LUKASHENKA VISITS INTERIOR MINISTRY UNIT. Belarusian President Alyaksandr Lukashenka visited the Third Detached Operational Brigade of the Interior Ministry Troops on 18 April, Belarusian media reported. Lukashenka extolled the brigade and its commander, Lieutenant Colonel Dzmitry Paulyuchenka, for their contribution to maintaining social and political stability in the country, and singled out the brigade's rapid reaction force (SOBR) for special praise. In June 2001, two Belarusian investigators, who formerly fled to the U.S., alleged that SOBR commanded by Paulyuchenka performed a role of the regime's death squad and killed 30 people in total, including prominent opposition figures. ("RFE/RL Newsline," 19 April)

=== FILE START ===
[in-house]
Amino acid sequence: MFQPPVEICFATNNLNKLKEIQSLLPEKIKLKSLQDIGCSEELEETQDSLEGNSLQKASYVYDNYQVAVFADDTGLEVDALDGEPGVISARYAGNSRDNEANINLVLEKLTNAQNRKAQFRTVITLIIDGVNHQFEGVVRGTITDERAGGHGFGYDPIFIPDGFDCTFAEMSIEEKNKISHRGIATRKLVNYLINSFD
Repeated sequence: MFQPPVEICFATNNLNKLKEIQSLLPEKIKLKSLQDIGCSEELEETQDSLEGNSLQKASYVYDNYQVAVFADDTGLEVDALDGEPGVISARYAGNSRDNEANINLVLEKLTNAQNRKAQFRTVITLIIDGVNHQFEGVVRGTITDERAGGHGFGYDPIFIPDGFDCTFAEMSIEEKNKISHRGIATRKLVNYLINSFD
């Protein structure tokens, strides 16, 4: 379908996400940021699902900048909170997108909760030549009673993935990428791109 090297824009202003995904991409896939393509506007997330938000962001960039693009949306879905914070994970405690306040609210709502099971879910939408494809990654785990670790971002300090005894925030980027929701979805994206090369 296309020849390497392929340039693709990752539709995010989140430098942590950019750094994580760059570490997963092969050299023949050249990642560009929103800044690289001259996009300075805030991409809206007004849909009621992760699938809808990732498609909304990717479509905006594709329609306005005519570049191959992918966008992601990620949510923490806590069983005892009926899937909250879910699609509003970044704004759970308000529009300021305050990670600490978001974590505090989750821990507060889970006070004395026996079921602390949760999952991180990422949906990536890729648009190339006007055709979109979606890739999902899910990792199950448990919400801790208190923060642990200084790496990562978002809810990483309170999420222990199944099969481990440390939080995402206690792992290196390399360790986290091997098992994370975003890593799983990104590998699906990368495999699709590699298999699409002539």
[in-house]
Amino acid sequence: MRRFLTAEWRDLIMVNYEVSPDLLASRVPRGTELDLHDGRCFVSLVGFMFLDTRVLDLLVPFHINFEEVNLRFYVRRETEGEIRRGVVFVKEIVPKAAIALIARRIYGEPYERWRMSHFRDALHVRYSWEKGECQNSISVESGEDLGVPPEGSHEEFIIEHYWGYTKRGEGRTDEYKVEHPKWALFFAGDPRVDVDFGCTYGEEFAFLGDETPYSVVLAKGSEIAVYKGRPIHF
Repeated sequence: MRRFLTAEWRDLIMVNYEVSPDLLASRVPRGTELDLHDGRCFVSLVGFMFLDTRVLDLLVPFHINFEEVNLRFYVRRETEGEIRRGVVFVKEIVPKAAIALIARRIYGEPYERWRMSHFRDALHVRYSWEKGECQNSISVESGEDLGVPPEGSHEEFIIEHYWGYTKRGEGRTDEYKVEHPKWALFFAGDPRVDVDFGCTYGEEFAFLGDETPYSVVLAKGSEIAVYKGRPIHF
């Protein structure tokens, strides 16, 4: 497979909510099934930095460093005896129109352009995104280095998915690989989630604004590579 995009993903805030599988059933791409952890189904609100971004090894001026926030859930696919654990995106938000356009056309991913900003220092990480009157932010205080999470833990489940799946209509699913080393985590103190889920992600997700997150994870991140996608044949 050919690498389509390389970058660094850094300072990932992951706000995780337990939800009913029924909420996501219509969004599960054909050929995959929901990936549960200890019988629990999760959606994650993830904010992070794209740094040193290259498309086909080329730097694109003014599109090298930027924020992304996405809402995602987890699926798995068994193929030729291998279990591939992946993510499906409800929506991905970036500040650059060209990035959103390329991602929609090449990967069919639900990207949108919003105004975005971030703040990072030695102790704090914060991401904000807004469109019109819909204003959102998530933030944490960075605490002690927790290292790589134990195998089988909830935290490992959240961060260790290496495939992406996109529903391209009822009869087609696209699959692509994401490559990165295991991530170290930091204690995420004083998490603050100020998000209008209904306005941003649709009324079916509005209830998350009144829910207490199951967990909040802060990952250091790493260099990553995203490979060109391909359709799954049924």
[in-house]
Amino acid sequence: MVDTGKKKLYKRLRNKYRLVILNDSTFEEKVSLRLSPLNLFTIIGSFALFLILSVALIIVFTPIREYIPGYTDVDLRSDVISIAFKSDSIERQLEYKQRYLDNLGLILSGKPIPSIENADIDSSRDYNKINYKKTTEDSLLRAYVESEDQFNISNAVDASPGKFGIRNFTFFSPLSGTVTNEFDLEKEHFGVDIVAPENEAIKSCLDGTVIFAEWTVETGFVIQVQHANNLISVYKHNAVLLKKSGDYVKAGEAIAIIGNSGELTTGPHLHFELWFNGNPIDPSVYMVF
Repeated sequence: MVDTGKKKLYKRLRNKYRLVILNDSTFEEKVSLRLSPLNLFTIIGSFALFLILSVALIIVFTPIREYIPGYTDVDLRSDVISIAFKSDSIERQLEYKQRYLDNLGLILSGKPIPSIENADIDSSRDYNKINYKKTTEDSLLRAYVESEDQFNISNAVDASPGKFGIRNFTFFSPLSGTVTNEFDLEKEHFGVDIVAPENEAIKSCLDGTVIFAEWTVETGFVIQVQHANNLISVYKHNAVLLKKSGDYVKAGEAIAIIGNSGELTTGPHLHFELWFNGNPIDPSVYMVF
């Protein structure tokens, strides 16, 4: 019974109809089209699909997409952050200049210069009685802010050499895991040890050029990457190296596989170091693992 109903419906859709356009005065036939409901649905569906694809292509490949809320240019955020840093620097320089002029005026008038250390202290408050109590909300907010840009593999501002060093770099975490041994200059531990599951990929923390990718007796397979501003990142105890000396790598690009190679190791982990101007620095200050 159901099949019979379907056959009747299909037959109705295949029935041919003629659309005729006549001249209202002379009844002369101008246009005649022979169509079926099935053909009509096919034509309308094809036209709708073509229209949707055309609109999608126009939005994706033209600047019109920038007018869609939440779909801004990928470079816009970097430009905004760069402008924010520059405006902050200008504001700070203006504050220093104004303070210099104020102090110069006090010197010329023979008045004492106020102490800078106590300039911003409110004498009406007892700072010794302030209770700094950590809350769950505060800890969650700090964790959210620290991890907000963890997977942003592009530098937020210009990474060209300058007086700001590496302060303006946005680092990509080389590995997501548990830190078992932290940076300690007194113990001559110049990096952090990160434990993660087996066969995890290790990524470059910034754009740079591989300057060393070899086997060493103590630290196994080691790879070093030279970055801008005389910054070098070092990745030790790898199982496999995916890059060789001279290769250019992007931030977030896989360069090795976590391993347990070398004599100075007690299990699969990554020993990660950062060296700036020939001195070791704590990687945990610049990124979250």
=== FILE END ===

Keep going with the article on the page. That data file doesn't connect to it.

PETRITSCH DECREES NEW CONSTITUTIONAL ORDER FOR BOSNIA. In what some observers have called the biggest single change in Bosnia since the 1995 Dayton agreement, outgoing High Representative Wolfgang Petritsch announced in Sarajevo on 19 April new constitutions for the Croat-Muslim federation and for the Republika Srpska, RFE/RL's South Slavic and Albanian Languages Service reported. The changes make Muslims, Serbs, and Croats politically equal throughout Bosnia and will directly affect the allocation of government jobs. Petritsch took the initiative after the deadline elapsed for the parliaments of both entities to pass such legislation. He said, "This is not an outright imposition.... This is clearly a new approach...a partnership," Reuters reported. He stressed that the new system "fully represents [Bosnia's] multiethnic character and conforms with European values and internationally recognized human rights standards," AP reported. He added that he refuses "to accept obstruction from...nationalist dinosaurs who want to hold Bosnia's citizens hostage." He told "Dnevni avaz" of 22 April that he expects the measures to come into effect by the end of 2002. ("RFE/RL Newsline," 22 April)